Hive Five: Our Daily Listicle of Musical Musings
For the last three-and-a-half decades, Robyn Hitchcock has been British rock’s resident Dadaist, first with the post-punk era’s neo-psychedelic odd band out, the Soft Boys, and, since 1981, on his own. Hitchcock synthesizes the spirit of Syd Barrett, Bob Dylan, Captain Beefheart, C.S. Lewis, and Edward Lear into a surreal, acid-pop universe full of eccentric humor and off-the-wall imagery. He spent the ‘80s as a college-rock cult hero before maturing into an offbeat elder statesman of quirky folk-rock — without his influence, Hitchcock acolytes like the Decemberists would surely sound drastically different, and we would never have songs like underground institution Damien Youth’s fond homage “I Know Where Robyn Hitchcock Lives.” Robyn’s latest album, Love from London, arrived on March 5, just two days after his 60th birthday, so in celebration of his new sexagenarian status, let’s look in on some illuminating examples of Hitchcock honoring his own inspirations with in-concert cover versions.
1. “Tangled Up in Blue” (Bob Dylan)
Proving that silver hair offsets paisley perfectly, here’s Hitchcock from 2012’s Hardly Strictly Bluegrass festival, emphasizing the “hardly” while paying unplugged tribute to rock & roll’s original surrealist. And in case you’re wondering, the cool cat in close-cropped hair and shades ripping it up on the mandolin is none other than Led Zeppelin’s John Paul Jones.
2. “Bike” (Pink Floyd)
In 2011, Hitchcock toured with storied producer/entrepreneur Joe Boyd; as Boyd read excerpts from his memoir about working with some of England’s most influential artists, Robyn cranked out tunes by the artists in the book. This 1967 milestone by Syd Barrett-era Pink Floyd underlines the enormous effect Syd’s weird worldview had on Hitchcock.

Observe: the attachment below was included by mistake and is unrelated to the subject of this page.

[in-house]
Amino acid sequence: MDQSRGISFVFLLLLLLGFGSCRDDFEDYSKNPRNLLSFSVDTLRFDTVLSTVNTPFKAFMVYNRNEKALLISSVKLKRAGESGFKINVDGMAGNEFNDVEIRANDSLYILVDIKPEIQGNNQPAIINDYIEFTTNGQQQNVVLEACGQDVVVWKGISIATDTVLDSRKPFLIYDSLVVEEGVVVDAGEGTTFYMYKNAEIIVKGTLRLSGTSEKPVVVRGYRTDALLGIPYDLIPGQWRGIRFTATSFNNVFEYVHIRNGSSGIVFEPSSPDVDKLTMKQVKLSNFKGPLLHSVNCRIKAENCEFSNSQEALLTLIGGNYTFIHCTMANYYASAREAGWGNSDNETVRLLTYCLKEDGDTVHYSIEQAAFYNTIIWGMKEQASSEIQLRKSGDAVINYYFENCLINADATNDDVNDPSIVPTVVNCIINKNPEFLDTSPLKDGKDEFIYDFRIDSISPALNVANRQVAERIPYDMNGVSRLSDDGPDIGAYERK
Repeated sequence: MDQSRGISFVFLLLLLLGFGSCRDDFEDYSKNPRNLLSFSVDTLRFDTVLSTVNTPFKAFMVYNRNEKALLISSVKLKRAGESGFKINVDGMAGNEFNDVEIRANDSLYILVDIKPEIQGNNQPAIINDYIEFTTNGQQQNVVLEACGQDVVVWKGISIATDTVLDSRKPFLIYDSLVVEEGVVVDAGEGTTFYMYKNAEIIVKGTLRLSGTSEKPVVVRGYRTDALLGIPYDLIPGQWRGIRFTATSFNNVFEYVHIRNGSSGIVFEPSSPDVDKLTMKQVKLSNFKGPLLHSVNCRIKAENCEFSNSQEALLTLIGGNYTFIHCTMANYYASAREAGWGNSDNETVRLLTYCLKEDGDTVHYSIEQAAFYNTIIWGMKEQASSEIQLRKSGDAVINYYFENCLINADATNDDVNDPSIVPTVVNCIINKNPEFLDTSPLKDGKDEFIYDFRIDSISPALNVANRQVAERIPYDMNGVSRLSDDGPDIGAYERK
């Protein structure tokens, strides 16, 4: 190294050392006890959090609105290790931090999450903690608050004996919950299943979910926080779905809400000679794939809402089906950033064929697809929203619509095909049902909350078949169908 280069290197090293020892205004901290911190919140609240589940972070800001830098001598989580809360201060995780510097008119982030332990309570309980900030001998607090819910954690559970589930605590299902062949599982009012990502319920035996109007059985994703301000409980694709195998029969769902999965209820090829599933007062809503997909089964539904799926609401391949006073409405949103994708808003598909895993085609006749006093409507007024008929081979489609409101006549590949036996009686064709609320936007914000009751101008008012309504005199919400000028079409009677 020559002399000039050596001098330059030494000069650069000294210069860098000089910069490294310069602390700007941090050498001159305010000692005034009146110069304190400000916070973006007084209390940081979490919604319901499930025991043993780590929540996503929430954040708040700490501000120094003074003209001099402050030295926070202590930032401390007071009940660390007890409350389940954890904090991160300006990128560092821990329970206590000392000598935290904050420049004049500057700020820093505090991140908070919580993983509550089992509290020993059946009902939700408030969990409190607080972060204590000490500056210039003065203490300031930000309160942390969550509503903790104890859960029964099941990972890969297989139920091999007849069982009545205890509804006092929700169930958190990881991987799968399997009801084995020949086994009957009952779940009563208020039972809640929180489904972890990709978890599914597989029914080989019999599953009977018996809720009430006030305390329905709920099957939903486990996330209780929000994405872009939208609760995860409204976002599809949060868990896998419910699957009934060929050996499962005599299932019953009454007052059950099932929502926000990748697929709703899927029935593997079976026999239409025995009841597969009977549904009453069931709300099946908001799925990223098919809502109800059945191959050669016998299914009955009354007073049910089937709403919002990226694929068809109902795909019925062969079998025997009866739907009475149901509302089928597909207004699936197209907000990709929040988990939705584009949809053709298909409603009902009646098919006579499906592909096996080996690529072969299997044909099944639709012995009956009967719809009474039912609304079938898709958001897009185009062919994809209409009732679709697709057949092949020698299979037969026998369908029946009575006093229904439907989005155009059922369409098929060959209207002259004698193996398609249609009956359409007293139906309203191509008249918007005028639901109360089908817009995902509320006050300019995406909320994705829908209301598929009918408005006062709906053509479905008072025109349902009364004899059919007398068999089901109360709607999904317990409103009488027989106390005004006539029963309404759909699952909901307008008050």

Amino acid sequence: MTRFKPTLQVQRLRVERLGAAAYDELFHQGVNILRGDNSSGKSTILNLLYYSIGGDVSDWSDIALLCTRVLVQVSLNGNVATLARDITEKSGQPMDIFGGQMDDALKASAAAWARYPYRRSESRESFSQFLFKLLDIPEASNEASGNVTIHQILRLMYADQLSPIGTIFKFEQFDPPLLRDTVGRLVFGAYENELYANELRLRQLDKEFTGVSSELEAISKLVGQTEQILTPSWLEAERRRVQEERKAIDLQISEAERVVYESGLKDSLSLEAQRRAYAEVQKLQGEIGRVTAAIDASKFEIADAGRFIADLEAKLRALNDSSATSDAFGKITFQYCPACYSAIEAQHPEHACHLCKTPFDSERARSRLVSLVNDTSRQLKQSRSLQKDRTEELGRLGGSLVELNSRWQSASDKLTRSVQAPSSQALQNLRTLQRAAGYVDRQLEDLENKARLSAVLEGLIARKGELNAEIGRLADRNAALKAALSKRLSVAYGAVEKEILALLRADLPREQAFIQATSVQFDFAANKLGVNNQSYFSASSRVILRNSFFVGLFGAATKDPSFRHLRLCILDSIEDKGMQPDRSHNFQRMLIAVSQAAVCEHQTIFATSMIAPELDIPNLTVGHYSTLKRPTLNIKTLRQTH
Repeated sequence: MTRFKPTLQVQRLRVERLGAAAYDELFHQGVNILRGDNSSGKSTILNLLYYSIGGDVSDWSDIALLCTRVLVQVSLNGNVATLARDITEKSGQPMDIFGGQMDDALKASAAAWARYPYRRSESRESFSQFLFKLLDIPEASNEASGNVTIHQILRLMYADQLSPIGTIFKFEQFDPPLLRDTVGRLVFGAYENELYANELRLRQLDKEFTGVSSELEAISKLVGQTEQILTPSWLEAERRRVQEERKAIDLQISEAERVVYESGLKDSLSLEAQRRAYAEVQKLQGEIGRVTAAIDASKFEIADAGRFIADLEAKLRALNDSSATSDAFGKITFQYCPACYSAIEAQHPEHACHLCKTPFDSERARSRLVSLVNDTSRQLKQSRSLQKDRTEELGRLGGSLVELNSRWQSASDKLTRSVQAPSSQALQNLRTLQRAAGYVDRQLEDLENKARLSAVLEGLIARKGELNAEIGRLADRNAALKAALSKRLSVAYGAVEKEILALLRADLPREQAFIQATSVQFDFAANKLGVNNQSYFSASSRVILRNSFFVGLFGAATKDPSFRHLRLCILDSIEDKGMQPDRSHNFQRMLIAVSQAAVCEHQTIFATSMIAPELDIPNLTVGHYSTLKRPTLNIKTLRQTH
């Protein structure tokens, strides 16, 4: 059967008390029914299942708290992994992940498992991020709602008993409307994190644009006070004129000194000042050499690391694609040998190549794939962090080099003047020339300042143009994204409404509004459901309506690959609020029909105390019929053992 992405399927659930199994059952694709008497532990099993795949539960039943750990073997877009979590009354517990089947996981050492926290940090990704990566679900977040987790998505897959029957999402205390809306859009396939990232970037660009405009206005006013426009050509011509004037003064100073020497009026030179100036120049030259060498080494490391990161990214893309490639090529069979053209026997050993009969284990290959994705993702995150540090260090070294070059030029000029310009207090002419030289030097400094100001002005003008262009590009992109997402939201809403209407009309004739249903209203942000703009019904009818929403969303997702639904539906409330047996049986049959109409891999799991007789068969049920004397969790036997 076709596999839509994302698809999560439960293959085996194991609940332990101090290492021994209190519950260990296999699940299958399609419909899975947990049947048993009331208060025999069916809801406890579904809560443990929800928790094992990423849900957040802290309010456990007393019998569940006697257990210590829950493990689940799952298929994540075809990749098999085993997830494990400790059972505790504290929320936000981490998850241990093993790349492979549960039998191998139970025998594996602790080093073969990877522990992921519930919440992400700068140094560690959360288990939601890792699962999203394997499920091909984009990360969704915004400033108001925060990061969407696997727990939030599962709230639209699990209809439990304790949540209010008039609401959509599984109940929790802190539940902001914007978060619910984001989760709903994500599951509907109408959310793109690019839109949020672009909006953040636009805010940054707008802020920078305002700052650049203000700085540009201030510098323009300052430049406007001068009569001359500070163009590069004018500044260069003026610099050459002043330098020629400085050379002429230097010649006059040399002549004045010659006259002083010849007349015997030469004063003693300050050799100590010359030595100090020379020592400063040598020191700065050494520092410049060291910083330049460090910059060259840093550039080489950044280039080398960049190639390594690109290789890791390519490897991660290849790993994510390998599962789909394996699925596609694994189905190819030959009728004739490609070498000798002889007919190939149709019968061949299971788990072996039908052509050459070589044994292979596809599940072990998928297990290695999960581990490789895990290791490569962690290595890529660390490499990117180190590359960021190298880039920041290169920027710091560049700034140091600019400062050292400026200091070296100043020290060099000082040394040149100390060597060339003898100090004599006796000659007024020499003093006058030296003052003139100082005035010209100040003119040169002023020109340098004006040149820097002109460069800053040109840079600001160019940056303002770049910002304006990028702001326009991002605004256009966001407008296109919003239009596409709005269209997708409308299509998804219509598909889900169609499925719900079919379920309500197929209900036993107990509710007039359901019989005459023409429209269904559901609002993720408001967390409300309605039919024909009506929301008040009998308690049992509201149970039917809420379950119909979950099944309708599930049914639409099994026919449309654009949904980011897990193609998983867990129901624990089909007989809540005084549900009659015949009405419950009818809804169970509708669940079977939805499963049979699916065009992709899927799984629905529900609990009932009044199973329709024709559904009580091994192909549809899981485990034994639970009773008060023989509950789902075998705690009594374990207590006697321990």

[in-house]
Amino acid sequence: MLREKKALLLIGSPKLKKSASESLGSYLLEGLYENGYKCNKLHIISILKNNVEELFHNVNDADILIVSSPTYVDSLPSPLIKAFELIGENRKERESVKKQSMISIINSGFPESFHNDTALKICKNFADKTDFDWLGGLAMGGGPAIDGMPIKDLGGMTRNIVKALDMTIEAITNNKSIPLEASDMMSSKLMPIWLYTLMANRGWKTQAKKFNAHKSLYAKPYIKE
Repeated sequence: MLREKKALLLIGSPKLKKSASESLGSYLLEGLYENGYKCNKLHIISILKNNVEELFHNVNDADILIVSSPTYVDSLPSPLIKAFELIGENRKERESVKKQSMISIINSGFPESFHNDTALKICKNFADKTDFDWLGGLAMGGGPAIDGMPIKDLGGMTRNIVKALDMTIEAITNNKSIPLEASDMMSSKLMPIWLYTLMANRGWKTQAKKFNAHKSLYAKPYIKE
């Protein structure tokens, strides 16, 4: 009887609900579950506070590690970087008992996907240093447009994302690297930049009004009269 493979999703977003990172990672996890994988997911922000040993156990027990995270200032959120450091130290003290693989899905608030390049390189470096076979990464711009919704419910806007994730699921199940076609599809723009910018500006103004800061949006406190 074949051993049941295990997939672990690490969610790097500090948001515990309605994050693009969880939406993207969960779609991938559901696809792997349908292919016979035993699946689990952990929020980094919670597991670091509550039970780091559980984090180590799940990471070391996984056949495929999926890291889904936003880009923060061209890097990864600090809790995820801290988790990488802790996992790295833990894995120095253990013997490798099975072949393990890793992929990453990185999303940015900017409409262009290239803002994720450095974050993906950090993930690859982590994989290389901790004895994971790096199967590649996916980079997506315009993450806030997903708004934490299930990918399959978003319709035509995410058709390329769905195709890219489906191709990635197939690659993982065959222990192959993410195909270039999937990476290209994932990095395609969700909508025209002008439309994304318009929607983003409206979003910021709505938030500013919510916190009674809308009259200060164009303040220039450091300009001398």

3. “River Man” (Nick Drake)
Nick Drake was another of the artists in Boyd’s stable, but this performance is from a recent Robyn solo show, not the Boyd tour. Hitchcock’s connection to the moody troubadour runs deeper than that, as anyone familiar with his song “I Saw Nick Drake” can tell you.
4. “Waterloo Sunset” (The Kinks)
Though Ray and Dave Davies, the perennially battling brothers at the Kinks’ creative core, may seemingly never settle their differences, other members of the band periodically perform the Kinks canon as Kast off Kinks. At 2011’s Meltdown Festival in London, Robyn got to play Ray for a day, fronting the former Kinks in what he introduces as “possibly the best pop single ever.”
5. “The Ghost in You” (The Psychedelic Furs)
Before you get the idea that Hitchcock’s embrace of cover tunes is a latter-day development, or that he strictly salutes ‘60s artists, here’s our boy back in ’89 in the humble environs of a Carle Place, NY Tower Records, playing a classic cut by his contemporaries the Psychedelic Furs. You’ll also be heartened to discover that iffy amateur camerawork was with us well before the advent of YouTube.
Love From London is out now on Yep Roc.